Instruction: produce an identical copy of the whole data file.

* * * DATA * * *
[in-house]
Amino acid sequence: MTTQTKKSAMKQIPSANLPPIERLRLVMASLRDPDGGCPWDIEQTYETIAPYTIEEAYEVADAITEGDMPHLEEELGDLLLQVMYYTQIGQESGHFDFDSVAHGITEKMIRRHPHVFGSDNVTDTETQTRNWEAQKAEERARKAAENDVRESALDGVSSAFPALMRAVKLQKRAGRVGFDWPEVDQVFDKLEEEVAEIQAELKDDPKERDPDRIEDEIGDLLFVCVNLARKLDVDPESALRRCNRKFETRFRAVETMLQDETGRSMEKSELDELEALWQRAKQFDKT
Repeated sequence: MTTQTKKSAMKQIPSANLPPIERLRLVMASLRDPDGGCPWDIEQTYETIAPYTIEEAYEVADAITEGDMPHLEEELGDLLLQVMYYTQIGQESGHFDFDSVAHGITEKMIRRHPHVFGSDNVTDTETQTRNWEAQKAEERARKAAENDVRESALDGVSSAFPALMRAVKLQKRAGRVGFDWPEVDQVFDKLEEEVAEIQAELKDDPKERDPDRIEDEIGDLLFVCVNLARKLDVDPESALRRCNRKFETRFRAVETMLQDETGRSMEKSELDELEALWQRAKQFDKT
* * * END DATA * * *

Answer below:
[in-house]
Amino acid sequence: MTTQTKKSAMKQIPSANLPPIERLRLVMASLRDPDGGCPWDIEQTYETIAPYTIEEAYEVADAITEGDMPHLEEELGDLLLQVMYYTQIGQESGHFDFDSVAHGITEKMIRRHPHVFGSDNVTDTETQTRNWEAQKAEERARKAAENDVRESALDGVSSAFPALMRAVKLQKRAGRVGFDWPEVDQVFDKLEEEVAEIQAELKDDPKERDPDRIEDEIGDLLFVCVNLARKLDVDPESALRRCNRKFETRFRAVETMLQDETGRSMEKSELDELEALWQRAKQFDKT
Repeated sequence: MTTQTKKSAMKQIPSANLPPIERLRLVMASLRDPDGGCPWDIEQTYETIAPYTIEEAYEVADAITEGDMPHLEEELGDLLLQVMYYTQIGQESGHFDFDSVAHGITEKMIRRHPHVFGSDNVTDTETQTRNWEAQKAEERARKAAENDVRESALDGVSSAFPALMRAVKLQKRAGRVGFDWPEVDQVFDKLEEEVAEIQAELKDDPKERDPDRIEDEIGDLLFVCVNLARKLDVDPESALRRCNRKFETRFRAVETMLQDETGRSMEKSELDELEALWQRAKQFDKT